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Waste Disposal- In LEDCs
Transcript of Waste Disposal- In LEDCs
The challenges processing waste in LEDC cities
Poor countries struggle to dispose of large amount of waste created by rapid urbanisation because of:
Money- Simply can't afford to dispose of waste safely. Money is needed for more urgent problems, such as health care.
Infrastructure- LEDC's don't have the infrastructure needed.e.g. poor road settlements means waste disposal lorries can't get in to remove rubbish.
Scale- The problem of waste disposal is huge.
Human uses of Waste Disposal
Waste provides a resource and a means of making a living for many shanty residents in LEDC's.
Children and adults scavenge and extract materials and then reuse or resell them.
Food waste is fed to animals or used as a fertiliser on vegetable plots.
Many cities in LEDCs are urbanising rapidly.
So, it is difficult to deal with the huge quantities of waste that people produce.
Poorest cities in the world are shanty towns or slums, which are totally unplanned. This makes the collection of waste difficult.
Many of these cities have very low standards of environmental protection, this means that industries can get away with polluting the natural environment if they are creating employment.
This leads to the pollution of both water resources and the air.
Effective waste management strategies aid to minimise or avoid negative impacts on the environment and human health. The aims of waste management are to :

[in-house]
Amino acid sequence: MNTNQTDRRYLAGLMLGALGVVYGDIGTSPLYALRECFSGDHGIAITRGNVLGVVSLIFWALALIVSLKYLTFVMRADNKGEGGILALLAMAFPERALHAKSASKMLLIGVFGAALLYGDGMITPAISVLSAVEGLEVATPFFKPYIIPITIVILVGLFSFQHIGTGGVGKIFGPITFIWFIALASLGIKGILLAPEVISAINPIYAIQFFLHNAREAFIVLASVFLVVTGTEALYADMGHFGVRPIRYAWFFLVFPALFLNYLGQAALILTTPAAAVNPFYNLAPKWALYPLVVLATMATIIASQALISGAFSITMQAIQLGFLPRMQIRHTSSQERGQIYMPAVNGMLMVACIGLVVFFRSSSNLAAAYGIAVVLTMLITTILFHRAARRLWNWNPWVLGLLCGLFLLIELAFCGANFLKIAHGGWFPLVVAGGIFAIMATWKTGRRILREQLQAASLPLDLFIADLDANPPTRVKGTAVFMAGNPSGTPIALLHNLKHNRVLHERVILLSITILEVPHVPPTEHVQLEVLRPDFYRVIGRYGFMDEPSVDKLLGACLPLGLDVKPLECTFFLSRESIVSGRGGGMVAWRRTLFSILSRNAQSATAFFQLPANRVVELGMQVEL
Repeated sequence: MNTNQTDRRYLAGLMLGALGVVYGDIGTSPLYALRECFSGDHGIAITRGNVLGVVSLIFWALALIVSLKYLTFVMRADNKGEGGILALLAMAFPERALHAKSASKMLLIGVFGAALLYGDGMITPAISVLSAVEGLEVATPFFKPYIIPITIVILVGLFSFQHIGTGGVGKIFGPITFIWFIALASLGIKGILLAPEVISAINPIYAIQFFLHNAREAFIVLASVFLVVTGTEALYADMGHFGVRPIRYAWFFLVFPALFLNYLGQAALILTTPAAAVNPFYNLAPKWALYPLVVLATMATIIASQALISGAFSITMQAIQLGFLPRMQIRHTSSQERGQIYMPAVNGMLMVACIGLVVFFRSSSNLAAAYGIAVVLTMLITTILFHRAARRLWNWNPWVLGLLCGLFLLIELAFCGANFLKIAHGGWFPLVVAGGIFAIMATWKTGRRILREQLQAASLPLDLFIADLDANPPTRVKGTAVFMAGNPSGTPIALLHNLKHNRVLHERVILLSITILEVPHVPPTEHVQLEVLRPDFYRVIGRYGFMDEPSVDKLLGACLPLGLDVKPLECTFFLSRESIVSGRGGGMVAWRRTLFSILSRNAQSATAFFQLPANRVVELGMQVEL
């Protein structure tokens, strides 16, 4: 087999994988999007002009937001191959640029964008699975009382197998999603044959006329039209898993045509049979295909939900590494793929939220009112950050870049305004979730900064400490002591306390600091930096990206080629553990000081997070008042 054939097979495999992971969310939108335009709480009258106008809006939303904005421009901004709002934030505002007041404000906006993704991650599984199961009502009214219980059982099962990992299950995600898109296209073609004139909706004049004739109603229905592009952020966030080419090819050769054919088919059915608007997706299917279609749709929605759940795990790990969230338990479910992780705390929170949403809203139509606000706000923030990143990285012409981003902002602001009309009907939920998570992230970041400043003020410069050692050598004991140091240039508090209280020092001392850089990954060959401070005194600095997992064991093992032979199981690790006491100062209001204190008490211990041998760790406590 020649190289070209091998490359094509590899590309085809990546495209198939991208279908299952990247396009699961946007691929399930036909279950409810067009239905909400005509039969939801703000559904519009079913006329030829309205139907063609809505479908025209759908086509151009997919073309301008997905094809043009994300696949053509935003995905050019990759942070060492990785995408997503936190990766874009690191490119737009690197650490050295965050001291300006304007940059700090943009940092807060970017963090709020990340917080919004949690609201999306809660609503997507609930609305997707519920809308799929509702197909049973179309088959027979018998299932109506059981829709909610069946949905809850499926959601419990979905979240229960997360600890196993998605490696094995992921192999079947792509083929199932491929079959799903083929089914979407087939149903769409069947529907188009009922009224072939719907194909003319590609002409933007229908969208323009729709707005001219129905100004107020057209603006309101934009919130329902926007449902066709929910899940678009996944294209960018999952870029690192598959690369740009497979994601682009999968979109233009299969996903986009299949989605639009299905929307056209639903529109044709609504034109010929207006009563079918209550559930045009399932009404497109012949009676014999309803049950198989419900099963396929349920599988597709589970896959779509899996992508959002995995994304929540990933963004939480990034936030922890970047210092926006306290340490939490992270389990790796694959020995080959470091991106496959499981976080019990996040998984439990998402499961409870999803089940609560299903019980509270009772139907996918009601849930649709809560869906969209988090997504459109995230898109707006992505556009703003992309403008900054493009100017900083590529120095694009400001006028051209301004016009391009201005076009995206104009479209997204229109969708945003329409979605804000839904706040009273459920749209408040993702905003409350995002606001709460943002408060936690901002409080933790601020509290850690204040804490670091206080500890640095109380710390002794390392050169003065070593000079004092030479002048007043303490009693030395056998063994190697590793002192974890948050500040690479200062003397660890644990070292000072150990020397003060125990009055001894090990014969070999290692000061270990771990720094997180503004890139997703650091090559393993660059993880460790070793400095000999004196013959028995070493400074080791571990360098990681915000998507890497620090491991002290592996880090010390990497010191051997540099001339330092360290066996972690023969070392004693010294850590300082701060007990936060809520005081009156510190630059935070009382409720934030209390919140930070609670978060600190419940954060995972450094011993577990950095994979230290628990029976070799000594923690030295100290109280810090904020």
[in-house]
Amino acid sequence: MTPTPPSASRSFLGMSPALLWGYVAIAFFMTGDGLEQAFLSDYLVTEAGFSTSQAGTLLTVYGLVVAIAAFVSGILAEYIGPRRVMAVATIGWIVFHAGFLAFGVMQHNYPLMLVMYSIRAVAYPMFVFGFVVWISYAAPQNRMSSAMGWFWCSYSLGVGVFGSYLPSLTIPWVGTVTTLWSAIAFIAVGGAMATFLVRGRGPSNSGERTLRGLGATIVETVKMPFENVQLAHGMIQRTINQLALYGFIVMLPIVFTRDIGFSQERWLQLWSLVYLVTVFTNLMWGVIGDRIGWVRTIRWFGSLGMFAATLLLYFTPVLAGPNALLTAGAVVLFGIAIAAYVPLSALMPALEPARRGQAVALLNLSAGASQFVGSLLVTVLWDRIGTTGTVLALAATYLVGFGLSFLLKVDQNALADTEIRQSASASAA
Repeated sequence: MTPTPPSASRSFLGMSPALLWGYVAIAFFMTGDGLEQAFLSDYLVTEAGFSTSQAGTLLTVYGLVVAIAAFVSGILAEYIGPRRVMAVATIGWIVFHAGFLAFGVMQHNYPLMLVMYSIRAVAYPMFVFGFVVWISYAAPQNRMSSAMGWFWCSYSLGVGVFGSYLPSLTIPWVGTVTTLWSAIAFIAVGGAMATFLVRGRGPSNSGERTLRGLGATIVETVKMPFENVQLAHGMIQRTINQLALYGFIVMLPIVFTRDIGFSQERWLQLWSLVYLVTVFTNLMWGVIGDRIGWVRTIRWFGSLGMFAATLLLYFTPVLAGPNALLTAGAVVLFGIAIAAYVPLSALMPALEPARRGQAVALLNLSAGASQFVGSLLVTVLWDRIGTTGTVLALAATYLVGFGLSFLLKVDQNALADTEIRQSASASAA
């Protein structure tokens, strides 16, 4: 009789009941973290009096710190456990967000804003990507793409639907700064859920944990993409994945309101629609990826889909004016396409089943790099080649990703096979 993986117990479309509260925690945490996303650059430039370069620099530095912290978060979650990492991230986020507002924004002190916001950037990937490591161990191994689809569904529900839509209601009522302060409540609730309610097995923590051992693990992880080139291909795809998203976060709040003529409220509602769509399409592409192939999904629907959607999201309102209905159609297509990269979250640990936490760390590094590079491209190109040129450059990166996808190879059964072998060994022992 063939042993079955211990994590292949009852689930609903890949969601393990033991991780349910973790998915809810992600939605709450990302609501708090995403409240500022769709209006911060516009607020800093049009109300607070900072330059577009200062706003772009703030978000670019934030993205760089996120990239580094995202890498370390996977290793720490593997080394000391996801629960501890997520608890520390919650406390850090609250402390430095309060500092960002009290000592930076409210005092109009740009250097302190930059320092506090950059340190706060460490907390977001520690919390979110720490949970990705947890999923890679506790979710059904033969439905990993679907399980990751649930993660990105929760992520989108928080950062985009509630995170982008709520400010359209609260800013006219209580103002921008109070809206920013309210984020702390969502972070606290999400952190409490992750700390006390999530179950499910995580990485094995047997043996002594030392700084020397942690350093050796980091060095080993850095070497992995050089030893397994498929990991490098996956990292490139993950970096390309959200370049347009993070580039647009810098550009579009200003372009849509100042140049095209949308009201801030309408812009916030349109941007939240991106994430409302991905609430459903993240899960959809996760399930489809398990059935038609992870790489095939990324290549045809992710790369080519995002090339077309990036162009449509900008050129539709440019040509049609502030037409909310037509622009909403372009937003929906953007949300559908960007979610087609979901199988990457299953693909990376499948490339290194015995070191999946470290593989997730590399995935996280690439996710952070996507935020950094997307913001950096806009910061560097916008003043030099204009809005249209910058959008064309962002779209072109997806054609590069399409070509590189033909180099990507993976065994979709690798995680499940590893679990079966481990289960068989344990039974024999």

Conserve resources of water, energy, raw materials and nutrients.
Control pollution of land, air & water.
Improve health and safety
It also includes waste reduction strategies:
Case Study- India
Trash & garbage is a common sight in both rural and urban areas of India.
India's cities generate 100 million tons of solid waste a year.
Along street corners there are trash piled on top of each other.
Rivers & canals act as a garbage dump.
In 2000, India's Supreme Court enforced all Indian cities to complete a waste management programme.
This included household's collection of segregrated waste, recycling & composting.
Unfortunately this programme was ignored.
India's medical waste is dumped with regular rubbish, and that only half of there medical waste is correctly disposed of.
Sadly, solid waste landfill sites in India are overflowing and are poorly managed.
Case Study: India's Waste Management
In 2011, several Indian cities commenced on waste to energy project.
In New Delhi, they have introducted 2 projects. There aim was to turn the city's trash problem into a electricity resource.
Some cities & towns, such as, Pune & Maharashtra are introducing collection of solid waste, street cleaning operations and bio mining to dispose the waste.
The difficulties of
disposing of waste